• Stocks slip lower as market waits for Fed decision


    NEW YORK (AP) — Stocks edged lower in early afternoon trading Wednesday as investors waited to hear from the Federal Reserve on the fate of the central bank's bond-buying program.

    The Dow Jones industrial average lost 49 points, or 0.3 percent, to 15,480 as of 12:45 p.m. Eastern time. The Standard & Poor's 500 index was down three points, or 0.2 percent, to 1,701. The Nasdaq composite index fell five points, or 0.2 percent, to 3,740.

    Investors have been waiting to hear the Fed's decision about its economic stimulus ever since Chairman Ben Bernanke said in June that the central bank was considering pulling back.

    "This is probably the most widely anticipated Fed meeting in years," said Alec Young, global equity strategist at S&P Capital IQ.

    The Fed has been buying bonds since 2008 in an effort to keep interest rates low and keep the economy growing. Its most recent action started in September 2012, when the central bank decided to buy $40 billion a month in Treasurys and other securities. The Fed decided to increase that program to $85 billion a month in December.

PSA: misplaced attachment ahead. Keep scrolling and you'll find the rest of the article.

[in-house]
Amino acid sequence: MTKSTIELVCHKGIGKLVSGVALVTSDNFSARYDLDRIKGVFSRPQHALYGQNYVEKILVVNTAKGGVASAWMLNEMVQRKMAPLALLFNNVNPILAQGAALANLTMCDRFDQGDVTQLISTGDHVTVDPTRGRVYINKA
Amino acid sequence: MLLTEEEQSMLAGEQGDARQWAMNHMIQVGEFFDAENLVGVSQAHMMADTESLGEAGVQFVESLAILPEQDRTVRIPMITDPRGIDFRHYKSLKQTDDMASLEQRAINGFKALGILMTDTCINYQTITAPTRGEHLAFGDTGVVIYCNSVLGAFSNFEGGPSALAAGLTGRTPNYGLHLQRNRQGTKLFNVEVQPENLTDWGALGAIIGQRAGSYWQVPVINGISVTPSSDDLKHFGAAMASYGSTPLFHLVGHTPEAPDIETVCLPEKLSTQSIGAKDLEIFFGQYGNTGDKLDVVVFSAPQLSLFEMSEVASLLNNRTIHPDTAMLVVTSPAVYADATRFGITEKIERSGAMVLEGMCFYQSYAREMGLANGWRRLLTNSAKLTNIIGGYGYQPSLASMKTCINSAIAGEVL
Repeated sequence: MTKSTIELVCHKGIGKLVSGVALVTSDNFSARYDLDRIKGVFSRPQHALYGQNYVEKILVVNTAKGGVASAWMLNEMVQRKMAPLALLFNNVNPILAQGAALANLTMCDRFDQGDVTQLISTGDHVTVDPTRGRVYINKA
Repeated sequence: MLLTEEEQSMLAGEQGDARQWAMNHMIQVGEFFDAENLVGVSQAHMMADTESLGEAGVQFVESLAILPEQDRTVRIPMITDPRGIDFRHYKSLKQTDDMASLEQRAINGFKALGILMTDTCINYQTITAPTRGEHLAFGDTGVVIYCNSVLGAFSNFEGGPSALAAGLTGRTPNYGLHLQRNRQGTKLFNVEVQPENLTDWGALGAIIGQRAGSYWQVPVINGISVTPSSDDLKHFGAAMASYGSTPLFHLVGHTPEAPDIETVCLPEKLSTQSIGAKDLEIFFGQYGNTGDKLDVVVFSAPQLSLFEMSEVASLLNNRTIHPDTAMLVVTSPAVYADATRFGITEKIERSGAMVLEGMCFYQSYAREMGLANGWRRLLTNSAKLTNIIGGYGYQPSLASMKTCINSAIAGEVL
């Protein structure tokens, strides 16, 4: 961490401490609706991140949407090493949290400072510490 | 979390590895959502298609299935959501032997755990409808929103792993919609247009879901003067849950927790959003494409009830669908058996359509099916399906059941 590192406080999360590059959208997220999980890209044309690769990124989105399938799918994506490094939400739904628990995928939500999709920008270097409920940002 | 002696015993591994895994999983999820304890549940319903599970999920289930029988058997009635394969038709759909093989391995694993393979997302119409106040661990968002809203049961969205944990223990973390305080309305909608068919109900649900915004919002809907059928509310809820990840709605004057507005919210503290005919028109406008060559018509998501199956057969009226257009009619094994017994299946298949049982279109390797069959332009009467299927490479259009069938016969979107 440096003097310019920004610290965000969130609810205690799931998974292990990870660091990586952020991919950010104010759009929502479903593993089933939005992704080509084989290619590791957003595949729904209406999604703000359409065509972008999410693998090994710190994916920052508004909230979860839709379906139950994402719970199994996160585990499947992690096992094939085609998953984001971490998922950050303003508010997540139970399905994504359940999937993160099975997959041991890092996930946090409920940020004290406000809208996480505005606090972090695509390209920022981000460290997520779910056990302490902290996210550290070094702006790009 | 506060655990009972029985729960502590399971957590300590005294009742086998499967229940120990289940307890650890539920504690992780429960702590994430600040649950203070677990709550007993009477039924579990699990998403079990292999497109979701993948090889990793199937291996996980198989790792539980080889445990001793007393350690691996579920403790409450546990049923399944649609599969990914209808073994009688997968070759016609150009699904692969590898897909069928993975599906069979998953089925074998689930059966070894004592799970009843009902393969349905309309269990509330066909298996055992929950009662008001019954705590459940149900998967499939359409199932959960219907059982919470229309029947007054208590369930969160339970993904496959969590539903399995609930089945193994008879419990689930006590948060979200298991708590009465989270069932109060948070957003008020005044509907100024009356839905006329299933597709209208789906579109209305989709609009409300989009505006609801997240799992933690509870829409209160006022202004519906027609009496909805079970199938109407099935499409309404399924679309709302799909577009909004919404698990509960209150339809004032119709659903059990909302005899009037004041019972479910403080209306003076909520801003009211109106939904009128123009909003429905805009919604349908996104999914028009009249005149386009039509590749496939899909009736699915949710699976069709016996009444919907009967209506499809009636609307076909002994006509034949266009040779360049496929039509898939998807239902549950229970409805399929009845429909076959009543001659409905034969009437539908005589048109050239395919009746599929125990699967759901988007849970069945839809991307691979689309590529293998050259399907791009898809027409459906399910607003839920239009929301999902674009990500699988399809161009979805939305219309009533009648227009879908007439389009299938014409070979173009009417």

While the market's reaction to Bernanke's comments in June was shock, investors have become more comfortable with the idea that the economy is strong enough to handle the Fed slowly stopping its bond purchases.

    Major U.S. stock indexes are up roughly 4.5 percent this month alone, and the S&P 500 is within eight points of its all-time high of 1,709.67.

    The benchmark 10-year Treasury note has been relatively stable, trading at a yield of 2.87 percent, after hitting 3 percent at the beginning of the month.

    Investors expect the Fed will announce a slight reduction of around $10 billion a month in bond purchases, which influence long-term rates. Many economists think the Fed has done enough to stimulate the economy, and Fed officials have made various comments throughout the summer to prepare investors for a modest and gradual reduction.

    But one piece of the stimulus that isn't expected to change is the benchmark short-term rate. The Fed is expected to keep that rate near zero.

    In corporate news, Adobe Systems climbed $3.40, or 7 percent, to $51.54 after the company said it added more subscribers to its "Creative Cloud" software service than previously anticipated.

    FedEx rose $3.07, or 3 percent, to $113.70 after the company reported a 7 percent increase in quarterly profit, helped by strong earnings in its ground-shipping business.

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